Take care,
Angela

Lynne - posted on 03/28/2011

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I had a terrible time producing milk w/ my oldest (now 5). My body never started on it's own - so I had to pump in between feedings to stimulate my breasts. At first teh baby would not get anything, but w/ her trying and then me doing 30 minutes of pumping in between (yes, even when nothing came out) - I fooled my breasts into lactating. I never had the 12 oz flow some do, but had plenty for my little one. After all that, though, I got systemic poison ivy and took an anti-imflammatory that wiped out my supply again. At that time I took Fenugeek - (herbal and safe for you and baby) to start supply again and increase it! Best of luck. It is easy to get discouraged and tired, but just that you are asking and worried shows you are a pretty amazing mom. Plus side, I breast fed both over 13 months and neither has ever had an ear infection!!

Kristi - posted on 03/28/2011

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Holy cow momma! 3 oz at 3 weeks old is a LOT of milk! Is the pump the reason you're worried? Any other signs that babe is not getting what she needs? A good determination to find out if you're making what she needs: count diapers. If she is giving you 6-8 wet diapers in 24 hours, and seems happy, you're making plenty. Babes that little will drink often, and also have a tendency to nurse for comfort too, which is totally fine! Just put baby to breast as often as you can! And enjoy your time with her, she's only going to be little for a little while!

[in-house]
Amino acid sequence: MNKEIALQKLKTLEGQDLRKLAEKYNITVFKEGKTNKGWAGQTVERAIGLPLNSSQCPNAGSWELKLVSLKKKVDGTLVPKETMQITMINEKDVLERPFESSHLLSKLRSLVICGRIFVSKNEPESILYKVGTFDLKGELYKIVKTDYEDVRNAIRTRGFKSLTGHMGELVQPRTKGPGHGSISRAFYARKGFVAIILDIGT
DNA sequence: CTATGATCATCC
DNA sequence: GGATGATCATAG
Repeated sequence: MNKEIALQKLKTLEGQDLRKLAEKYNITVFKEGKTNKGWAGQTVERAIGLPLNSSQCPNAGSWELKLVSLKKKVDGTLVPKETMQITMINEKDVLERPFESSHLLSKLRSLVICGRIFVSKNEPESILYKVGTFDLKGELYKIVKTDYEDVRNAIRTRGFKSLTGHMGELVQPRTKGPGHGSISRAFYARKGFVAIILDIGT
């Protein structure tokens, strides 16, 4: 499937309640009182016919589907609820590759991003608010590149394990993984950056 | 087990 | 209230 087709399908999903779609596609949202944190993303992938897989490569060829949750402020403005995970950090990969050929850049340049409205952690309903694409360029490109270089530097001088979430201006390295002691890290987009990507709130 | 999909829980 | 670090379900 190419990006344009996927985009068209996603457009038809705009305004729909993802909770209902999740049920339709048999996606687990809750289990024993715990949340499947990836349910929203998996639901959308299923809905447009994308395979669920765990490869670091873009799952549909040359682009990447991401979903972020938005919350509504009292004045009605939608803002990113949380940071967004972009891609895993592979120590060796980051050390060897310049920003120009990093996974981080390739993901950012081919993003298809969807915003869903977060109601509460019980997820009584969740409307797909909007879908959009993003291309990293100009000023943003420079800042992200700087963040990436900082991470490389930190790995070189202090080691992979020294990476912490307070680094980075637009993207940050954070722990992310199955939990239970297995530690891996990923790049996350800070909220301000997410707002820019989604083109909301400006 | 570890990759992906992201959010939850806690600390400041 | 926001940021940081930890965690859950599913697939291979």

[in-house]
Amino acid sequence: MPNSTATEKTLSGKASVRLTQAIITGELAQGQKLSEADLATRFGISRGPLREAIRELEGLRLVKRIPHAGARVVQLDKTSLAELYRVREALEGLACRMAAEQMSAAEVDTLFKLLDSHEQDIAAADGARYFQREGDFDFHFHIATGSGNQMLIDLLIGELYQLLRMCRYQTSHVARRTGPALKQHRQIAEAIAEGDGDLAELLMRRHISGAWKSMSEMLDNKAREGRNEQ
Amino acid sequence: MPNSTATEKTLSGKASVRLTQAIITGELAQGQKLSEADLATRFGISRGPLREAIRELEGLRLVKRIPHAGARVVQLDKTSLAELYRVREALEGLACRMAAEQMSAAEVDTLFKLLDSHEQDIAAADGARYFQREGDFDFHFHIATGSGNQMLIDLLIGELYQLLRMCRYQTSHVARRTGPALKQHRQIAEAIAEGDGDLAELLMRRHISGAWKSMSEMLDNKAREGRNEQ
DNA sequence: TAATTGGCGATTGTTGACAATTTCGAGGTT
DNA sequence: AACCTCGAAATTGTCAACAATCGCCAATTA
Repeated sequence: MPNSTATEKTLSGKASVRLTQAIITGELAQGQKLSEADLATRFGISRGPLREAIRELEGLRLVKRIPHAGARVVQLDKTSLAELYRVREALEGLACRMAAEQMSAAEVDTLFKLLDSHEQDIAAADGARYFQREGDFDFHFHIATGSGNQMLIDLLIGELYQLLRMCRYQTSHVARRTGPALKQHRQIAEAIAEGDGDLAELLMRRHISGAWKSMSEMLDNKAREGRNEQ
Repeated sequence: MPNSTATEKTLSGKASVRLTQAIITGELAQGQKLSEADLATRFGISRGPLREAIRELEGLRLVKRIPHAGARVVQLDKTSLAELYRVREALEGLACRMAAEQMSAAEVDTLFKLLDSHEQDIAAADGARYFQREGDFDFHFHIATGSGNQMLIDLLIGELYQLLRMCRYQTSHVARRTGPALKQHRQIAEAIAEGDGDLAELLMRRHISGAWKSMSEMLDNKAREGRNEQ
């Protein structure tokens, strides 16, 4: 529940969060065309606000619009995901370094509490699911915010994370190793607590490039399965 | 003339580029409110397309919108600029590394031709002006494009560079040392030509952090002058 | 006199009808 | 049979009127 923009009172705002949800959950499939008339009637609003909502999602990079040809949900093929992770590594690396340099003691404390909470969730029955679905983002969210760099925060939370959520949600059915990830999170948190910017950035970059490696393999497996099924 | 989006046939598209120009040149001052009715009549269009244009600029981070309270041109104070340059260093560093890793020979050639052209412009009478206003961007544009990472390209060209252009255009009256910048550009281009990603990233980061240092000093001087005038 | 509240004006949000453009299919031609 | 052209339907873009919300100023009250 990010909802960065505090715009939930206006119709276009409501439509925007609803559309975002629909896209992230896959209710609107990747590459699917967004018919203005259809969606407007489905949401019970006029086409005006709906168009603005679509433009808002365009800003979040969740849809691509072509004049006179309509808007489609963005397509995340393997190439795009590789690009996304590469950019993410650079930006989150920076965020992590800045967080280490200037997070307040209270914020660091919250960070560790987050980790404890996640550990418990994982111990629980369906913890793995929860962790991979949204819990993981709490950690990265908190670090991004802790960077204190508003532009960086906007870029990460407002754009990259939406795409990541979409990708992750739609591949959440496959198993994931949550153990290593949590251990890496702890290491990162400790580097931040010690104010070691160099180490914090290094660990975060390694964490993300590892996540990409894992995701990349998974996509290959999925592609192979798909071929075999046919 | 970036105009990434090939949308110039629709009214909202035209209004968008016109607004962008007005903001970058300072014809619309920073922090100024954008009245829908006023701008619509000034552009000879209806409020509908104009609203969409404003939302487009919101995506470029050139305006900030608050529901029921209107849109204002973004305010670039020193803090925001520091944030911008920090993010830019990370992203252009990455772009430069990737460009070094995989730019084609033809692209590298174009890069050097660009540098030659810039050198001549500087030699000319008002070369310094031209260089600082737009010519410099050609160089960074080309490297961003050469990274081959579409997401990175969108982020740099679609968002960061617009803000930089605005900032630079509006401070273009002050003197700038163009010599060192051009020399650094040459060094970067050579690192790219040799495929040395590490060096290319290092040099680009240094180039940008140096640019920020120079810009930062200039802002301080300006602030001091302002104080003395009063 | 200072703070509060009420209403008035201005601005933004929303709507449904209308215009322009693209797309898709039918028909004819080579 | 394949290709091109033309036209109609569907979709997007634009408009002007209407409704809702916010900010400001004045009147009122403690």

Abbie - posted on 03/28/2011

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Congratulations on your baby!
I assure you that your supply is perfectly fine! The chances of you having supply issues w/ a 3 wk old are incredibly small (unless you've been supplementing).
It seems like pumping would be a great indicator of supply, but believe it or not, IT'S NOT. Pumping is NEVER an indication of your supply. Rather, it's an indication of how well you respond (or don't respond) to your pump. Your baby will always be more effective than a pump is. Always.